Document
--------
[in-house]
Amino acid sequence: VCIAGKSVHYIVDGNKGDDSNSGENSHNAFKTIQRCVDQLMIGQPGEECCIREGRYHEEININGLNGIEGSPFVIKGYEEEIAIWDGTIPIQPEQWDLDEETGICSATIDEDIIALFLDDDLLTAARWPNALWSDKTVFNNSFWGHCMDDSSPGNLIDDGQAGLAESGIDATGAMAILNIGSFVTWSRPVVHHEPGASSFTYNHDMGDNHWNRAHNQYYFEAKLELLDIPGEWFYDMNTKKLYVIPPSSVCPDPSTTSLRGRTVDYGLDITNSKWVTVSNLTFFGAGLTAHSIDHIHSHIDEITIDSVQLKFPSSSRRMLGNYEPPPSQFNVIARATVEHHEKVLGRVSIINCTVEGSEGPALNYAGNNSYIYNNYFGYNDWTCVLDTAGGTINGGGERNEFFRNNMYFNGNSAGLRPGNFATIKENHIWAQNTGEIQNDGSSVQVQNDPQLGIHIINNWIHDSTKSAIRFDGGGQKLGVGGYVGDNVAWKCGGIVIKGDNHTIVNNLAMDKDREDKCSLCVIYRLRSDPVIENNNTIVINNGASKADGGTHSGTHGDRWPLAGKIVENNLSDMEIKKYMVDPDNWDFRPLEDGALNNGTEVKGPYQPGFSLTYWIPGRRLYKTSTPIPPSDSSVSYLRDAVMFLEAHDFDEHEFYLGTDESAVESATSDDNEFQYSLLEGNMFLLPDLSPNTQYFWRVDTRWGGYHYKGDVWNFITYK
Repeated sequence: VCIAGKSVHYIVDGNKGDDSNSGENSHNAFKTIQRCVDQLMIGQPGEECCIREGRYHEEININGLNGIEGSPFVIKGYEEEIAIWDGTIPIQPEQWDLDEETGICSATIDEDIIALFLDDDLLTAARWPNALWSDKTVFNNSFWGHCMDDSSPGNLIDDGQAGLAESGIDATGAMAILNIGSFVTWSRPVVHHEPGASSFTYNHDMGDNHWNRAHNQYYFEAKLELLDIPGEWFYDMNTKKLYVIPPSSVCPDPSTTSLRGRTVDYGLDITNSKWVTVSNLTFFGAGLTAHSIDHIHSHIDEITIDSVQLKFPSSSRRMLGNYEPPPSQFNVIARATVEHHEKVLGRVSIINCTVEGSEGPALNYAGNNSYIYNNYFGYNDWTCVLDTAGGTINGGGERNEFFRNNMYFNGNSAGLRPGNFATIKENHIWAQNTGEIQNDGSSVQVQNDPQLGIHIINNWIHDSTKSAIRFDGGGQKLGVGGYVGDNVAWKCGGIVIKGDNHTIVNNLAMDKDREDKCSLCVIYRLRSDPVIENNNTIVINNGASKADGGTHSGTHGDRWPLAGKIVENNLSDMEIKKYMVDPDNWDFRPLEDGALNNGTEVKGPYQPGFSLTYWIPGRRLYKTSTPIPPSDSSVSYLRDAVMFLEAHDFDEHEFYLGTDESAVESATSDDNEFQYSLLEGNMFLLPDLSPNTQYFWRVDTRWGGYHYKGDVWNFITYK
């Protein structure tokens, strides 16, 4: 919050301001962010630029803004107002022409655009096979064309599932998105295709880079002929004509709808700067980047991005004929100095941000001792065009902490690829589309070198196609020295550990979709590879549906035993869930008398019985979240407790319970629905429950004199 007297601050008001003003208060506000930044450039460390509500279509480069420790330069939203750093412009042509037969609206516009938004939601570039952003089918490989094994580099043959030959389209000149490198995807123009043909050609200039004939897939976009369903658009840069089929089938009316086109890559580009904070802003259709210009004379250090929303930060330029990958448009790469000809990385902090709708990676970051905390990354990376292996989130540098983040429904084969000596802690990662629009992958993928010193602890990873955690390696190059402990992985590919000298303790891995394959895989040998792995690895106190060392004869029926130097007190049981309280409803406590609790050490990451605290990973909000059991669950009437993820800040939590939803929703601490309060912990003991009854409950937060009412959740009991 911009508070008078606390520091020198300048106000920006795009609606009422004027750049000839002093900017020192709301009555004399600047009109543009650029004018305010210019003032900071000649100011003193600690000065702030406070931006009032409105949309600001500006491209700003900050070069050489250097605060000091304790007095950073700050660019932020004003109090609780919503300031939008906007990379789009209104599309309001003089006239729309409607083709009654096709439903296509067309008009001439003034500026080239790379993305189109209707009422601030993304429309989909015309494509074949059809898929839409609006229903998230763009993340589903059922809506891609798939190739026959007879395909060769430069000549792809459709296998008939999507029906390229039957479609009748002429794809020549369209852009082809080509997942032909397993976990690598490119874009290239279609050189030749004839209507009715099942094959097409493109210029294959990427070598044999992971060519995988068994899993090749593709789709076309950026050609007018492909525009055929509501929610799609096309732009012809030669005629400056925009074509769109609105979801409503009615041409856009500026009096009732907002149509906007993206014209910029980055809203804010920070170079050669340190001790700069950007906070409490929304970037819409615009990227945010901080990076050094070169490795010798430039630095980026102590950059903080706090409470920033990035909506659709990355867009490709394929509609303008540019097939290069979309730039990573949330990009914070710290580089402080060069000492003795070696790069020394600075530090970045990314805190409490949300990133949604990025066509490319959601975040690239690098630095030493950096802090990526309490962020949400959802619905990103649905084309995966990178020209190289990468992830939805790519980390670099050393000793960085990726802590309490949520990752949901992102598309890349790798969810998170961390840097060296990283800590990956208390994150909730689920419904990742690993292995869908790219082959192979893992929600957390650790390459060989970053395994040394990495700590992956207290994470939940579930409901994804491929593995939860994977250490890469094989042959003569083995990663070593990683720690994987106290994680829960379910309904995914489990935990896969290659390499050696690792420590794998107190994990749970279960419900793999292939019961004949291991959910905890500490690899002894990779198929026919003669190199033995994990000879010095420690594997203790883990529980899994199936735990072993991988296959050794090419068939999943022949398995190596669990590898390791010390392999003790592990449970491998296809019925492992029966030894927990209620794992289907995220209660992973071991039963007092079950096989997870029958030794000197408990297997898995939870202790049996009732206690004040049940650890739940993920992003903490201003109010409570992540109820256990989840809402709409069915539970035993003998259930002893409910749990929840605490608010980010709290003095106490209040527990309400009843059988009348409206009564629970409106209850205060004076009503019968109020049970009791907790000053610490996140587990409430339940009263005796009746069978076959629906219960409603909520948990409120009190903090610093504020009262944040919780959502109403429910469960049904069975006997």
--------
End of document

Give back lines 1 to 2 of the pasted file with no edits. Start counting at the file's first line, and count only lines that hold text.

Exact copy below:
[in-house]
Amino acid sequence: VCIAGKSVHYIVDGNKGDDSNSGENSHNAFKTIQRCVDQLMIGQPGEECCIREGRYHEEININGLNGIEGSPFVIKGYEEEIAIWDGTIPIQPEQWDLDEETGICSATIDEDIIALFLDDDLLTAARWPNALWSDKTVFNNSFWGHCMDDSSPGNLIDDGQAGLAESGIDATGAMAILNIGSFVTWSRPVVHHEPGASSFTYNHDMGDNHWNRAHNQYYFEAKLELLDIPGEWFYDMNTKKLYVIPPSSVCPDPSTTSLRGRTVDYGLDITNSKWVTVSNLTFFGAGLTAHSIDHIHSHIDEITIDSVQLKFPSSSRRMLGNYEPPPSQFNVIARATVEHHEKVLGRVSIINCTVEGSEGPALNYAGNNSYIYNNYFGYNDWTCVLDTAGGTINGGGERNEFFRNNMYFNGNSAGLRPGNFATIKENHIWAQNTGEIQNDGSSVQVQNDPQLGIHIINNWIHDSTKSAIRFDGGGQKLGVGGYVGDNVAWKCGGIVIKGDNHTIVNNLAMDKDREDKCSLCVIYRLRSDPVIENNNTIVINNGASKADGGTHSGTHGDRWPLAGKIVENNLSDMEIKKYMVDPDNWDFRPLEDGALNNGTEVKGPYQPGFSLTYWIPGRRLYKTSTPIPPSDSSVSYLRDAVMFLEAHDFDEHEFYLGTDESAVESATSDDNEFQYSLLEGNMFLLPDLSPNTQYFWRVDTRWGGYHYKGDVWNFITYK